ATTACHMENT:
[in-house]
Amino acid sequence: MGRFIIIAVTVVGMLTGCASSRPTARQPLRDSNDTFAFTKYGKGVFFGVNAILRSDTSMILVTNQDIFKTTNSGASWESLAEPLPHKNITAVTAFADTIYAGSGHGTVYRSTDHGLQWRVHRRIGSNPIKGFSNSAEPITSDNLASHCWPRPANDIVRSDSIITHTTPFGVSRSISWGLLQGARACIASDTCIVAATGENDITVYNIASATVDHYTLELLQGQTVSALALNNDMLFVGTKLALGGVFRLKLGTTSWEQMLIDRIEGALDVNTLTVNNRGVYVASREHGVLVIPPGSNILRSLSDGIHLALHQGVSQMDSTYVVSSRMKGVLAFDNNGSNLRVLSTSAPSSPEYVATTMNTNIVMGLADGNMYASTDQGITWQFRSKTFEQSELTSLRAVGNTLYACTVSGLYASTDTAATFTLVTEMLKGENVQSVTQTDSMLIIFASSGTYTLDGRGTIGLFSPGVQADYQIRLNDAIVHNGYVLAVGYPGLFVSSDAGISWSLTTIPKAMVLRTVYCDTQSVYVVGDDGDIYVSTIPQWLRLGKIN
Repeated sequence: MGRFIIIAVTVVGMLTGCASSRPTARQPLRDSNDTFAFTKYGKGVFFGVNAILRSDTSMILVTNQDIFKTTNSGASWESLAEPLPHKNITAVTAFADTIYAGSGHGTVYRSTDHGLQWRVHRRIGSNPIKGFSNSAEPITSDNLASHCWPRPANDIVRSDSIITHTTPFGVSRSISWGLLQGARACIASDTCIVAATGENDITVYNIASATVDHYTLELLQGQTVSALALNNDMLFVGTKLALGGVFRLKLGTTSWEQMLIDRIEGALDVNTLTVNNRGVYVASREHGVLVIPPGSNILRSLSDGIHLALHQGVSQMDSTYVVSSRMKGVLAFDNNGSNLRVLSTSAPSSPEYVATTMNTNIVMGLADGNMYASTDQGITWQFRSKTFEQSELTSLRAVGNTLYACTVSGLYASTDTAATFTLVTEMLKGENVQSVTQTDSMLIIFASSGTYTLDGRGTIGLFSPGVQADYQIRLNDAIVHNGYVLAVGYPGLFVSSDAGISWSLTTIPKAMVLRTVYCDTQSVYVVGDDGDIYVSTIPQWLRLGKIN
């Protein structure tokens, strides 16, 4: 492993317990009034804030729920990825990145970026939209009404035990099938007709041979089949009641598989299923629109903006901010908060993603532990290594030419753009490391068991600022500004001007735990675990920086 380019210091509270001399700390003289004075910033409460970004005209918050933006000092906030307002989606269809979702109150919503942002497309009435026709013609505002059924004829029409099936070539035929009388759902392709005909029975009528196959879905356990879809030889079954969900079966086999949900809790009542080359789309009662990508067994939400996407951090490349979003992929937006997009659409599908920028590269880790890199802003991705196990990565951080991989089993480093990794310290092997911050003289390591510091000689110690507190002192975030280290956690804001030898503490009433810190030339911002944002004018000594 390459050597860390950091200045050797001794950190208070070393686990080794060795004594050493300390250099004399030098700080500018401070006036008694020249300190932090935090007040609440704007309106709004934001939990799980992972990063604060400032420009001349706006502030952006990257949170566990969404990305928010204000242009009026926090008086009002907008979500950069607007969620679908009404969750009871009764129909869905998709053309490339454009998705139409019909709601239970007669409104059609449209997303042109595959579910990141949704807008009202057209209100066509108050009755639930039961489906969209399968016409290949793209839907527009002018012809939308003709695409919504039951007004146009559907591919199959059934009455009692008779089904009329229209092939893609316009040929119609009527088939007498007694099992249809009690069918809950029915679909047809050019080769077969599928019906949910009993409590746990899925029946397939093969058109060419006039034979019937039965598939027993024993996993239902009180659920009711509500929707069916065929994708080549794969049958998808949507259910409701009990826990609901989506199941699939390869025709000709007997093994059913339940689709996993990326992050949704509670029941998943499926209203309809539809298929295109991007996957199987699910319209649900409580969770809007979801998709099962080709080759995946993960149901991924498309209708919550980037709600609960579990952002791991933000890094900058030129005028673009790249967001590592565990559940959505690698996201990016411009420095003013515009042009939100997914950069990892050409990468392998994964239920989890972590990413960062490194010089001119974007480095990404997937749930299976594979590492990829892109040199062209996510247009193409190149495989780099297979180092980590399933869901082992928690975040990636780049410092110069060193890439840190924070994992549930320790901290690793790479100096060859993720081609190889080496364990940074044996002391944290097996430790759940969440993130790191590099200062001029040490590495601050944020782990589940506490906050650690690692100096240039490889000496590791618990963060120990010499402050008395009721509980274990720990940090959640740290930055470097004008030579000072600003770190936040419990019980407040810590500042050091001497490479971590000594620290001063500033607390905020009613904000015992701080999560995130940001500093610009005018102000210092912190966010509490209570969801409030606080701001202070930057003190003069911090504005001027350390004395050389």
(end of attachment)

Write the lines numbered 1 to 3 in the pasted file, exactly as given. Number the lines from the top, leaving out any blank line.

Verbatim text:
[in-house]
Amino acid sequence: MGRFIIIAVTVVGMLTGCASSRPTARQPLRDSNDTFAFTKYGKGVFFGVNAILRSDTSMILVTNQDIFKTTNSGASWESLAEPLPHKNITAVTAFADTIYAGSGHGTVYRSTDHGLQWRVHRRIGSNPIKGFSNSAEPITSDNLASHCWPRPANDIVRSDSIITHTTPFGVSRSISWGLLQGARACIASDTCIVAATGENDITVYNIASATVDHYTLELLQGQTVSALALNNDMLFVGTKLALGGVFRLKLGTTSWEQMLIDRIEGALDVNTLTVNNRGVYVASREHGVLVIPPGSNILRSLSDGIHLALHQGVSQMDSTYVVSSRMKGVLAFDNNGSNLRVLSTSAPSSPEYVATTMNTNIVMGLADGNMYASTDQGITWQFRSKTFEQSELTSLRAVGNTLYACTVSGLYASTDTAATFTLVTEMLKGENVQSVTQTDSMLIIFASSGTYTLDGRGTIGLFSPGVQADYQIRLNDAIVHNGYVLAVGYPGLFVSSDAGISWSLTTIPKAMVLRTVYCDTQSVYVVGDDGDIYVSTIPQWLRLGKIN
Repeated sequence: MGRFIIIAVTVVGMLTGCASSRPTARQPLRDSNDTFAFTKYGKGVFFGVNAILRSDTSMILVTNQDIFKTTNSGASWESLAEPLPHKNITAVTAFADTIYAGSGHGTVYRSTDHGLQWRVHRRIGSNPIKGFSNSAEPITSDNLASHCWPRPANDIVRSDSIITHTTPFGVSRSISWGLLQGARACIASDTCIVAATGENDITVYNIASATVDHYTLELLQGQTVSALALNNDMLFVGTKLALGGVFRLKLGTTSWEQMLIDRIEGALDVNTLTVNNRGVYVASREHGVLVIPPGSNILRSLSDGIHLALHQGVSQMDSTYVVSSRMKGVLAFDNNGSNLRVLSTSAPSSPEYVATTMNTNIVMGLADGNMYASTDQGITWQFRSKTFEQSELTSLRAVGNTLYACTVSGLYASTDTAATFTLVTEMLKGENVQSVTQTDSMLIIFASSGTYTLDGRGTIGLFSPGVQADYQIRLNDAIVHNGYVLAVGYPGLFVSSDAGISWSLTTIPKAMVLRTVYCDTQSVYVVGDDGDIYVSTIPQWLRLGKIN